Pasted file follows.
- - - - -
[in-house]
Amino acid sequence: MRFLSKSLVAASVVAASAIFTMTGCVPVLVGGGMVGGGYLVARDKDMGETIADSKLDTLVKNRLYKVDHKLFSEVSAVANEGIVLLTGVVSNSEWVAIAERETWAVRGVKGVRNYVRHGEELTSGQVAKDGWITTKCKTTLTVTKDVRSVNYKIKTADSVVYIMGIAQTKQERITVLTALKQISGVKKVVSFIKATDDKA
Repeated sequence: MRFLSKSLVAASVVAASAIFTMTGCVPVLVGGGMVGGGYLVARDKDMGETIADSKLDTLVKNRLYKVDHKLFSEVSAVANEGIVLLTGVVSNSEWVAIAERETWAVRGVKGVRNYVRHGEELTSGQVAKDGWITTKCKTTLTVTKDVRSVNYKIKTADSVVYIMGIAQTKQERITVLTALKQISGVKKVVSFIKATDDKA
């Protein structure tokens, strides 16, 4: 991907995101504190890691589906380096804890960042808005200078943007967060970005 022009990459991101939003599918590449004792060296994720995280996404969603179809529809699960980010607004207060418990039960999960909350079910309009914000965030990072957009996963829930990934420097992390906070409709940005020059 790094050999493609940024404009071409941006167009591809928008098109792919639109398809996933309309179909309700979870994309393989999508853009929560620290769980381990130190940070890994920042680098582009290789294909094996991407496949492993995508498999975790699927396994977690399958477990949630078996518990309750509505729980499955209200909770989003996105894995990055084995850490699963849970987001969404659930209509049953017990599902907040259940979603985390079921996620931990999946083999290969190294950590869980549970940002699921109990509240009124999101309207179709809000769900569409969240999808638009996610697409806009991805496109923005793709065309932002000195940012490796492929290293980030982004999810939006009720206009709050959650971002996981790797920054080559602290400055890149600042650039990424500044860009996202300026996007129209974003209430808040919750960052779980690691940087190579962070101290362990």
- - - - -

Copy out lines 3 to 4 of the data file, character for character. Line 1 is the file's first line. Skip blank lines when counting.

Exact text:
Repeated sequence: MRFLSKSLVAASVVAASAIFTMTGCVPVLVGGGMVGGGYLVARDKDMGETIADSKLDTLVKNRLYKVDHKLFSEVSAVANEGIVLLTGVVSNSEWVAIAERETWAVRGVKGVRNYVRHGEELTSGQVAKDGWITTKCKTTLTVTKDVRSVNYKIKTADSVVYIMGIAQTKQERITVLTALKQISGVKKVVSFIKATDDKA
């Protein structure tokens, strides 16, 4: 991907995101504190890691589906380096804890960042808005200078943007967060970005 022009990459991101939003599918590449004792060296994720995280996404969603179809529809699960980010607004207060418990039960999960909350079910309009914000965030990072957009996963829930990934420097992390906070409709940005020059 790094050999493609940024404009071409941006167009591809928008098109792919639109398809996933309309179909309700979870994309393989999508853009929560620290769980381990130190940070890994920042680098582009290789294909094996991407496949492993995508498999975790699927396994977690399958477990949630078996518990309750509505729980499955209200909770989003996105894995990055084995850490699963849970987001969404659930209509049953017990599902907040259940979603985390079921996620931990999946083999290969190294950590869980549970940002699921109990509240009124999101309207179709809000769900569409969240999808638009996610697409806009991805496109923005793709065309932002000195940012490796492929290293980030982004999810939006009720206009709050959650971002996981790797920054080559602290400055890149600042650039990424500044860009996202300026996007129209974003209430808040919750960052779980690691940087190579962070101290362990």